There’s something particularly wonderful about the unknown. When you don’t have day-to-day knowledge of something, it can be conceptually perfect and, without knowledge of its flaws, you can explore its possibilities in a blissful world where anything is possible. Such is the world of technology, though, that it’s difficult to keep things so pure for long.
Many a night, before dropping into my eiderdown, I’ve idly daydreamed about how great it would be to have Product X in my clutches; either to simplify some presently tedious job so that I won’t have to do it anymore, or because it will go “bing” in a particularly enthralling new way. But then it’s always easy when you’re in the shop to forget that you’ve got to get that huge yet compellingly comfortable sofa up the stairs somehow, for example.
Windows Vista got up the stairs easily enough, but that was one of the easier bits. In my initial blind anticipation, I thought it would simply fix all the broken bits of XP and then do some brilliant new stuff too. In the course of executing my professional duties since its early beta days –- I dimly remember first installing Vista Beta 2 onto my work PC way back when Sydney FC was good last year -– I’ve spent countless hours trying to fix, find and generally get to know all its shiny corners. I’ve written around 30,000 words about it in the past month alone, and seen dialog boxes no human being should ever have to experience.
As such, Vista has now well and truly lost that sheen. Still, at least new problems are more stimulating than the old and tired ones and, who knows, you might just learn something. Or you might spend two hours trying to work out why your monitor’s signal has gone when you’ve actually just accidentally unplugged it from the wall in an attempt to reseat a PCI card that may or may not have come loose, or possibly fried the motherboard by dropping a case screw on it. Not, of course, that I’d do anything that stupid. Again.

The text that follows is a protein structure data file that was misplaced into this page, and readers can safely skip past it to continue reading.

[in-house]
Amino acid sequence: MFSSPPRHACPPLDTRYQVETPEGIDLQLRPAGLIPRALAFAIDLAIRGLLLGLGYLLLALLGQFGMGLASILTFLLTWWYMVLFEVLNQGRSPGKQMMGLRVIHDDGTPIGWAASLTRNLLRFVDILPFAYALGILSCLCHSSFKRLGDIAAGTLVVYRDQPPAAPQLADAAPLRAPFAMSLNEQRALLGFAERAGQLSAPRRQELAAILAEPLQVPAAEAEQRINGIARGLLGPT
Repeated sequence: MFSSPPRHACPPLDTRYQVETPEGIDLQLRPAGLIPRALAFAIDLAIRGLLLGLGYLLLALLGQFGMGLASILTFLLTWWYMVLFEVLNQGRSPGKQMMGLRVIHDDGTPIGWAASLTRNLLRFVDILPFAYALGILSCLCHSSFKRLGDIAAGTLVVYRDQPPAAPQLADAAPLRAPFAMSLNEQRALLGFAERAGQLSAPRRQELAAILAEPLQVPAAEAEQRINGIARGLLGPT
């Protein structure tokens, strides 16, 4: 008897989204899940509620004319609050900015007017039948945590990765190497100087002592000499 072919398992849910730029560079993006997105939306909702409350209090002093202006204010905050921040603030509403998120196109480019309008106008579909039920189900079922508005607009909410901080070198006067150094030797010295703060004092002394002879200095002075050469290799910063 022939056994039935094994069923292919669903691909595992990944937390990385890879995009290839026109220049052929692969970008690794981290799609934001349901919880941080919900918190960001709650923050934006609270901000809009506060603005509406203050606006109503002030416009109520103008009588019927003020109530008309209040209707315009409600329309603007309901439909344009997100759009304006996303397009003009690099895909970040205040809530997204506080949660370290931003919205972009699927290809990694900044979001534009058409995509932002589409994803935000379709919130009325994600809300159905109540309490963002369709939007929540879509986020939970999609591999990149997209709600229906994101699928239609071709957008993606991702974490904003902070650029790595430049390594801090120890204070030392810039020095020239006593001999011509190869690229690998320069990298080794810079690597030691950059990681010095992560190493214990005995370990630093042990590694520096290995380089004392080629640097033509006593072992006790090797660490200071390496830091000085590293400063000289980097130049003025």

So after that painful birthing process, coming across the HP TouchSmart IQ770
PC was something of a slap in the face. Switch it on, prod the screen to launch an application or web page, and off it goes. No fiddling with the mouse, no trying to remember where a program is. If you set it up for the applications or web search engines you use, you can basically forget about the Windows Desktop for 99% of the time. Naturally, things will go wrong occasionally, and you’ll have to delve into Windows to fix them. But it simply becomes a back end.
And, as a back end, you really begin to realise quite what a ridiculously complicated mess it is. It’s trying to be everything to everyone all at once, and in as friendly a way as possible. That’s an impossible, not to mention thankless, task. Despite the number of people who will carp on about how X or Y application doesn’t work under Vista, it’s still absurdly backwards compatible, yet it’s also creaking under the weight of new features designed to propel the whole thing forward. It’s a huge pile of interdependent legacy code, much of which won’t ever see the inside of a processor, let alone do anything useful.
There’s been an awful lot of talk about Vista being the last major operating system from Microsoft: everything’s moving online, so we’ll just do everything inside a web page, and the operating system will simply be a browser. Although I doubt very much these rumours will ever come close to reality (especially as Microsoft is already talking about the next version of Windows, codenamed Vienna, appearing in 2009), I’ve no conceptual difficulty with it. After all, what we see on our screen is essentially just a bunch of lights, and it makes no odds to me how they’re rearranged – do I really need a heater under my desk to do it?